A Short History of Usury in Europe

Gradually over the years usury has been redefined from being an amount asked for on top of the principle amount of a loan, to just being ‘excessive interest’. This has been a slow process, happening over the last 500 years, but before that, usury had its original and true meaning which is asking for anything over and above the principal amount loaned.

It was seen as unjust earnings and four times worse than theft in legal terms. Although it is usually applied today only to money, which is not a thing in itself but a measure of value, back then it did not just apply to the loaning of money, but to the loaning of anything. You would not loan a coat to somebody and expect a pair of trousers with it to come back and the same common sense applied to the loaning of money.


Eurozone CRISIS: Italy hatches shocking plan to ‘LEAVE euro’ – and ECB ‘APPROVES’

In a move that will spark fears across the EU of an “Italexit”, three of the country’s political parties are backing the introduction of “Fiscal Credit Certificates” as an alternative to the euro.

The complex plan has the approval of the European Central Bank.

Among the parties backing it is Silvio Berlosconi’s Forza Italia, which has enjoyed an astonishing comeback in the polls.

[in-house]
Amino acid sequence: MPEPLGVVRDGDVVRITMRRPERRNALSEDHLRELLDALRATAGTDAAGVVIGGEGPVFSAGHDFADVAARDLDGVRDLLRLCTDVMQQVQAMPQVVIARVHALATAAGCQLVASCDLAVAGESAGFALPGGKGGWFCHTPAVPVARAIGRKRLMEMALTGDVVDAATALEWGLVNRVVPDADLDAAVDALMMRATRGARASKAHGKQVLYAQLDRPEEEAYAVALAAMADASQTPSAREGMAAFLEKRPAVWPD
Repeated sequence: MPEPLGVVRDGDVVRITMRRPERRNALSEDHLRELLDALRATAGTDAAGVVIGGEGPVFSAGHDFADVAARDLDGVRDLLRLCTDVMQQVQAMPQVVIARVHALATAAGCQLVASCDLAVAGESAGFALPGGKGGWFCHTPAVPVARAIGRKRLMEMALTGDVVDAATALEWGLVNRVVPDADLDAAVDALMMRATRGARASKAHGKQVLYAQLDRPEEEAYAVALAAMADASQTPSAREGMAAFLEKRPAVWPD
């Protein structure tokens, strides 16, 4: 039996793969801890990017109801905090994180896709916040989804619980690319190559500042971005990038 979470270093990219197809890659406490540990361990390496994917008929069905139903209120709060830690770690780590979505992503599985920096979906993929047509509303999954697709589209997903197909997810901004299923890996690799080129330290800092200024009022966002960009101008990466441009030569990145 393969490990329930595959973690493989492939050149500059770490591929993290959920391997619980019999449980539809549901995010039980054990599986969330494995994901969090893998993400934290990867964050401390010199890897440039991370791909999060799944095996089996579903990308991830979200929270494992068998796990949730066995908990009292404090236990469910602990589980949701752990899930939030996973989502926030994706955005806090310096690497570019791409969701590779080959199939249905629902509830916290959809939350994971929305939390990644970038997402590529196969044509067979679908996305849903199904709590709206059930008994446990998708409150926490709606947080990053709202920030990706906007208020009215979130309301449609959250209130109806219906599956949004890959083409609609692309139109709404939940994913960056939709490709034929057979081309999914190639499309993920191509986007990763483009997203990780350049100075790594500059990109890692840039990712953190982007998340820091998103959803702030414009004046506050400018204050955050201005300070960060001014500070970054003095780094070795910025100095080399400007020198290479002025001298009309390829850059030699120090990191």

The revelation comes as Martin Schulz, the leader of Germany’s Social Democratic party who is tipped to become Chancellor Angela Merkel’s deputy, last week called for the creation of a United States of Europe by 2025.


A Look At How Nestle Makes Billions Selling You Groundwater In A Bottle

A few weeks ago we shared with readers a lawsuit filed in Connecticut against Nestle Waters North America, Inc. alleging that the water they marketed as Poland ‘Natural Spring Water’ was actually just bottled groundwater…the same water that runs through the taps of many American households. 
Now a new investigation from Bloomberg Businessweek reveals how large water bottling companies choose their plant locations based not on the steady supply of pristine, natural drinking water, as their labels and other marketing campaigns would lead you to believe, but based on which economically depressed municipalities offer up the most tax breaks and have the most lax water laws. 


Colonialism did not Make Africa Poor

Africa is a big place with a lot of history, but is treated as a single entity in modern political discussions. Before going over the charts, consider this:
In 1950, the continent of Africa (including North Africa) had a population of 230 million.
In 2015, that number had increased to 1,166 million (1.166 billion).
This is a quintupling of the population. Is Europe directly responsible for that? Did they pay Africans to overbreed? This, the most important factor in Africa’s standard of living, is simply not mentioned.